45:34 – Sleep Transition. What was it like to go from sleeping only 3-4 hours a night in the “sedative” environment of the monastery to suddenly being very active again and training like an athlete? “It [my body] needed more sleep, no question. … If we’re living in the busyness of the world, our brains are quite active, our bodies are often quite active, it simply requires more sleep.”

46:39 – Writing Headspace. “I didn’t even really know what I was writing for.” After writing for about 2 years, eventually it made sense and Andy realized “this is the direction I’d like to take it in.”

50:13 – An App? “I wasn’t sure which direction to take it and started out writing manuals for corporate work and to train people to teach meditation. Neither really excited me, and then I met my cofounder Rich [Pierson]. … We were both equally excited, very different skill sets, but very complementary skill sets.” Rich knew an app was the way to go. “The first time we met he said it should be the Nike+ of meditation.”

54:14 – What is Headspace? “Our vision is to improve the health and happiness of the world. We try to give people the tools they need to do that. For people who aren’t familiar with meditation and mindfulness it shows you in a really clear, easy down-to-earth way. How to learn those skills, and how to tackle areas of life that might be more challenging. … More recently we’ve added a sleep channel as well, very specific exercises for falling asleep at night.”

55:12 – A Familiar Voice. Andy’s is the voice you hear on Headspace, for the most part. “In doing sleep, what we didn’t want was people to associate my voice with falling asleep,” so they’ve brought in some others as well.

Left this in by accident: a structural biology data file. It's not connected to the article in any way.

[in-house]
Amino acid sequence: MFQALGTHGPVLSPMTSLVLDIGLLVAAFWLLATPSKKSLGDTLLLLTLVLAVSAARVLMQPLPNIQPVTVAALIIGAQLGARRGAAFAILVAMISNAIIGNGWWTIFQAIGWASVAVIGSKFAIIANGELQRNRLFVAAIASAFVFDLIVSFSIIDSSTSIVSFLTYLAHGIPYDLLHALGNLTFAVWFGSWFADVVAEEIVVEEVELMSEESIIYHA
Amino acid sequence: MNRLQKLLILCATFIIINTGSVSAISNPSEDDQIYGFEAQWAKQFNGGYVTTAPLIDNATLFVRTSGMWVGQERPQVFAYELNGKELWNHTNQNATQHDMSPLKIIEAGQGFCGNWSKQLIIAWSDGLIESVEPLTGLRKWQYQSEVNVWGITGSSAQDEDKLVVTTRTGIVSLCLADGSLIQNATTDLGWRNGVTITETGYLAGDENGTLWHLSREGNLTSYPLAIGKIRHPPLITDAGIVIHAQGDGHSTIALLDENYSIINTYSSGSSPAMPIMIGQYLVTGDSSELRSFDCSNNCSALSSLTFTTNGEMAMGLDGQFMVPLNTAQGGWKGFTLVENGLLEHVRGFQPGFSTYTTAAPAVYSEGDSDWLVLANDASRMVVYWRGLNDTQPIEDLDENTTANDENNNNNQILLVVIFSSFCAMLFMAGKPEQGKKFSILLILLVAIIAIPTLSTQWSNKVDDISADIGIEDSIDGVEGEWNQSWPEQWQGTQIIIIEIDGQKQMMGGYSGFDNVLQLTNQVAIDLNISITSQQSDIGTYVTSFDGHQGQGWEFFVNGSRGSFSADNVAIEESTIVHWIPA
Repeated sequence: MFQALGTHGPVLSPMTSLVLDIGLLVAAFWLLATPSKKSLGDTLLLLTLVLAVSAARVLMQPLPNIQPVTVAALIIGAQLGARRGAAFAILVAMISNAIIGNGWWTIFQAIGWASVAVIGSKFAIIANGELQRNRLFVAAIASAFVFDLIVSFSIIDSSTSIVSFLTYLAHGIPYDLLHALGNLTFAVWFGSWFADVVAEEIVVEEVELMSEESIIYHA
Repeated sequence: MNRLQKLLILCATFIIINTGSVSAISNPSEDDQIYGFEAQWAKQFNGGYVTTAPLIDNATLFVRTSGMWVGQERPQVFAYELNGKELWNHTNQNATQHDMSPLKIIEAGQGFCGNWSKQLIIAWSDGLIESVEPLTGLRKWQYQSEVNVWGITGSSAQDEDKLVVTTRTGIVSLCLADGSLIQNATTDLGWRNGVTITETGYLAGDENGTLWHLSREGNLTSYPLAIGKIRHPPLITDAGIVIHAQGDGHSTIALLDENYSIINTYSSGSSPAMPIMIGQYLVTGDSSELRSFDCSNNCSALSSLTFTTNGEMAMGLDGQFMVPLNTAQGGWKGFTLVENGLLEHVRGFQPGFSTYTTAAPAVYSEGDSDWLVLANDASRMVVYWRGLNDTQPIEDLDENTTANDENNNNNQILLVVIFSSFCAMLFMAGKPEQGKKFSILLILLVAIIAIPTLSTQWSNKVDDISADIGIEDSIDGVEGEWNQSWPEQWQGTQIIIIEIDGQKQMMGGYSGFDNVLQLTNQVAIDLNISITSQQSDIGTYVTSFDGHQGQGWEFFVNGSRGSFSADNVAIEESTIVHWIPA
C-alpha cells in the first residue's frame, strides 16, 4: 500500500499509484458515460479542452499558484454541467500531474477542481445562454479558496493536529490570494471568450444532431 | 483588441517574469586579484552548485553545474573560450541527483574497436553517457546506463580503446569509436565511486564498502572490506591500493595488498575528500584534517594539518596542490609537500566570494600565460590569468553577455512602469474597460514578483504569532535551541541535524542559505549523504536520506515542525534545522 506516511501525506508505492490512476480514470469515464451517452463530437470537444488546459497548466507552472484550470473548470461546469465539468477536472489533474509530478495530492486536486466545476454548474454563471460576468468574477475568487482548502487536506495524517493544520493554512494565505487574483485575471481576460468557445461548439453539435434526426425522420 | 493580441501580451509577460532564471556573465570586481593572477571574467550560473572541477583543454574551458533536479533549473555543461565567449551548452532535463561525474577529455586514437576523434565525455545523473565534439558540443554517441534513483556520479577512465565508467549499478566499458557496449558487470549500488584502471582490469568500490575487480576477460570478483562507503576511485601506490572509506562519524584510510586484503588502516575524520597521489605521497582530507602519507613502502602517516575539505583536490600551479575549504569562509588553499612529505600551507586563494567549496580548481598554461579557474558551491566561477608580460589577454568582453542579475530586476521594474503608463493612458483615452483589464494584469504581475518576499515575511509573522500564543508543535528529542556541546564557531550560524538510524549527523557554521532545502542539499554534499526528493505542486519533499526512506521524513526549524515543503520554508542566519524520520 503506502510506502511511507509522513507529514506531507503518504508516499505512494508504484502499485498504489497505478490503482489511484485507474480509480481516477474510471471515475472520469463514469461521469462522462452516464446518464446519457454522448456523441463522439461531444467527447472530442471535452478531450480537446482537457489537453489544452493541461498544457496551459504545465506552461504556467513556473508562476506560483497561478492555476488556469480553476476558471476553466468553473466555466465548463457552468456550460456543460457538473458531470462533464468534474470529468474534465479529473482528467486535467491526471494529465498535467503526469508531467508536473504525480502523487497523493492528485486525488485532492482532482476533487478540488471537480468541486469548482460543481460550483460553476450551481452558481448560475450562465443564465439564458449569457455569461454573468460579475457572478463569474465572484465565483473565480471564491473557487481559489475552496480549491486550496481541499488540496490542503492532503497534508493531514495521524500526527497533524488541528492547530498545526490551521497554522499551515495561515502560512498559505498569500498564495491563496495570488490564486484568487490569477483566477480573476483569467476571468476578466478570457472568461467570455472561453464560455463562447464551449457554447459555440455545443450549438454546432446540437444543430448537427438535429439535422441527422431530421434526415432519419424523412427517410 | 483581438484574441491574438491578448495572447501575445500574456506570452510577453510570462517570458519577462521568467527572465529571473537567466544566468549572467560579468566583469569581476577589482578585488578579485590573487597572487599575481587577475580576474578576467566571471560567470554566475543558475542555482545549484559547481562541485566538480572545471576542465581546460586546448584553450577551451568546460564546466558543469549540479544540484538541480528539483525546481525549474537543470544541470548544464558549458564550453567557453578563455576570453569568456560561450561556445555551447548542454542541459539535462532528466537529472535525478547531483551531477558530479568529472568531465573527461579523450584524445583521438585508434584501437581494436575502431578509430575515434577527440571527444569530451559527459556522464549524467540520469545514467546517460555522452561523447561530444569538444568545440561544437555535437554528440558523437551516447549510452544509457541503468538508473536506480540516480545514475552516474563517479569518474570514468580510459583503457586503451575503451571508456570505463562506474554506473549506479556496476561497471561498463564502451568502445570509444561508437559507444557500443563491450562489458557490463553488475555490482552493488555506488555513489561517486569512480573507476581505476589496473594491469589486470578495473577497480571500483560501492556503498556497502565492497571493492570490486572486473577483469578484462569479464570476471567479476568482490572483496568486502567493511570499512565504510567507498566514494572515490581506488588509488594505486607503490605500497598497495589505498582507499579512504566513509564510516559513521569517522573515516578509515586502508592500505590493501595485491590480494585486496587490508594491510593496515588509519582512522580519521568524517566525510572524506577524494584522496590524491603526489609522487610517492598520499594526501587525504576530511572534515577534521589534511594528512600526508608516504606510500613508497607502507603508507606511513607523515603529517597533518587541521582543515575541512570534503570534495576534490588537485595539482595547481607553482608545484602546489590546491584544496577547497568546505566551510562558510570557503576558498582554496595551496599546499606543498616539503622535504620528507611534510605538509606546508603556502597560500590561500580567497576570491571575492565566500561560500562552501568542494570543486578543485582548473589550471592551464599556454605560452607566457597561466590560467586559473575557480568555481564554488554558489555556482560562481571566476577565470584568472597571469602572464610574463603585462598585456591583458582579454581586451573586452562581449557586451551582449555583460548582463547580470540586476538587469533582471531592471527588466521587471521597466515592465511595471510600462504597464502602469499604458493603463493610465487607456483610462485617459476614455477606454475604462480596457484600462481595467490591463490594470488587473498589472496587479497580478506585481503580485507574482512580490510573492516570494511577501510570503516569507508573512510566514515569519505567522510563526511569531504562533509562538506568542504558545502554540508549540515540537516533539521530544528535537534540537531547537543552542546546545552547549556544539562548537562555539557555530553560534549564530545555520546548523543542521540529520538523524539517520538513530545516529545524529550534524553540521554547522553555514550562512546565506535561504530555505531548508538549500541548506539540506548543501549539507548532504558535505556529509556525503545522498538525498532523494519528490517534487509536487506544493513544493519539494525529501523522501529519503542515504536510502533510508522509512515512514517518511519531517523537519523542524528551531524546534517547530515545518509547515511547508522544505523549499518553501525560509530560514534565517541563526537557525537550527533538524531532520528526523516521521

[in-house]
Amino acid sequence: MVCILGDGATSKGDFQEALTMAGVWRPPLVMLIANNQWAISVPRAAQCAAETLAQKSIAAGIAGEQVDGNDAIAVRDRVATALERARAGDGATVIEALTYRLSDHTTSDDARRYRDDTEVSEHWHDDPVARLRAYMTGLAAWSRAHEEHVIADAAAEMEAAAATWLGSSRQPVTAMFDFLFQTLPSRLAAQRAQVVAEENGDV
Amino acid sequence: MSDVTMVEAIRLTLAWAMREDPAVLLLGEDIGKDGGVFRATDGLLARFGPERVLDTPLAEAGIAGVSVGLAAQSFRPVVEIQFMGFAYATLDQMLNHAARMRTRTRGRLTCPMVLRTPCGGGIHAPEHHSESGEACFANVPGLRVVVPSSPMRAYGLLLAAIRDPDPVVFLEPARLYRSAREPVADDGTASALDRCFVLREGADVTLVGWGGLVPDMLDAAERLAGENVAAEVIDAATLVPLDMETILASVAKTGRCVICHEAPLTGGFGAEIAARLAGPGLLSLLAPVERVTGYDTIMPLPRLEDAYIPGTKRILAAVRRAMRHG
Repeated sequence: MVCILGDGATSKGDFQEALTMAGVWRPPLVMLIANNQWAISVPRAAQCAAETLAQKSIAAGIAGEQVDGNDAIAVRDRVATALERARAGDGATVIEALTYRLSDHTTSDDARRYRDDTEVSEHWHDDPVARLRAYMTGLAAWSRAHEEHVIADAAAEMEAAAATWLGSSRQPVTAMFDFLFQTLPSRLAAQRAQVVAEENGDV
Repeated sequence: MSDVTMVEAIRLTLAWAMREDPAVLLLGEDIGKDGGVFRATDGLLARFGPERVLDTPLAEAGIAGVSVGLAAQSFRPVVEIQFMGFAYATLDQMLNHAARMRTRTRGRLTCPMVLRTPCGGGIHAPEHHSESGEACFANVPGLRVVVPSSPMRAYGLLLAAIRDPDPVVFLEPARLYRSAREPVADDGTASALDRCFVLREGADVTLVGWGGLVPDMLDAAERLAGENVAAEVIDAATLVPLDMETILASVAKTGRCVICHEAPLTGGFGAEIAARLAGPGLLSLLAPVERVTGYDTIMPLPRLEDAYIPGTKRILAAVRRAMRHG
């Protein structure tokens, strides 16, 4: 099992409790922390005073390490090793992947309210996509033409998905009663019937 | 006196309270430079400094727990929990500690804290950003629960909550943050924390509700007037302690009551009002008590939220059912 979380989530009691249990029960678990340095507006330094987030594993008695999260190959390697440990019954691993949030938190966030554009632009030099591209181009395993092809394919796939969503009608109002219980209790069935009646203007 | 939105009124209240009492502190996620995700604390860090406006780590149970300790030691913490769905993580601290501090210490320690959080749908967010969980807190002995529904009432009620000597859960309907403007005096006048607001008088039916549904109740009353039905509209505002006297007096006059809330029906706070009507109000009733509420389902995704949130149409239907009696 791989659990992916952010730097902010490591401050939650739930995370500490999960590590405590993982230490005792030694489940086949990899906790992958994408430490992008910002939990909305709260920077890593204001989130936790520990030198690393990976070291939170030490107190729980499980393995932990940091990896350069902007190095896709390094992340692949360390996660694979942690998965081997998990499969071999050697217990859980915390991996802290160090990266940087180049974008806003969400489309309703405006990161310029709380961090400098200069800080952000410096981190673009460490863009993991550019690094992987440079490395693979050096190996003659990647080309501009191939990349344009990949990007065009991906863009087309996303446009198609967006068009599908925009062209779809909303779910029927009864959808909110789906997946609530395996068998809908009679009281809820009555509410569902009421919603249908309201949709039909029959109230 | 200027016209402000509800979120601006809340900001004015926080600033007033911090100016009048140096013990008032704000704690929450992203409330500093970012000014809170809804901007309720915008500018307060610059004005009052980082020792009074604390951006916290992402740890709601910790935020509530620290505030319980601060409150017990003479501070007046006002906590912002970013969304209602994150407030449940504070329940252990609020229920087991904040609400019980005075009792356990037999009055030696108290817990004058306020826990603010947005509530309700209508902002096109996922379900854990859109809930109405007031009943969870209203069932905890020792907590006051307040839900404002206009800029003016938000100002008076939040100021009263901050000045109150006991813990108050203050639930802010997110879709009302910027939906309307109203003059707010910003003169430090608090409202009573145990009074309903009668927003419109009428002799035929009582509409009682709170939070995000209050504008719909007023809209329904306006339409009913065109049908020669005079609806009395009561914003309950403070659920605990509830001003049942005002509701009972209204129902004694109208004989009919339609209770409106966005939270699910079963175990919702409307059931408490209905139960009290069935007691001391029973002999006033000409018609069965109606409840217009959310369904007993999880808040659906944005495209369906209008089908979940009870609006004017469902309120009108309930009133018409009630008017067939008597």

56:33 – What’s on his Phone? A Wall Street Journal article showed the WHOOP app. “Both myself and my wife are just massive fans … it’s not only held me accountable, it’s taught me a lot about how I train, how I could train better, how I could recover better, and a lot about my sleep as well.” Andy wishes he could compare WHOOP metrics from before and after going into the monastery. “I’d love to have that data.”

1:00:08 – Learnings from WHOOP. “More sleep doesn’t equal better rest necessarily.” He gets a lot of REM sleep, and also consistently good recoveries despite a low HRV. “If I can ensure that I’m well recovered and operating each day in that green zone, then I don’t really worry too much about it.”

1:01:25 – Daily Routine. He gets up just before 5 am, “I do an hour of cardio in the morning,” then goes to work and will meditate for 30-60 minutes. Andy does strength training 3 days per week and “occasionally” meditates before bed. “This really depends on the rhythm of family life. … One of the biggest takeaways from the monastery, as much as I encourage people to meditate, be flexible in the way that meditation comes into your life.”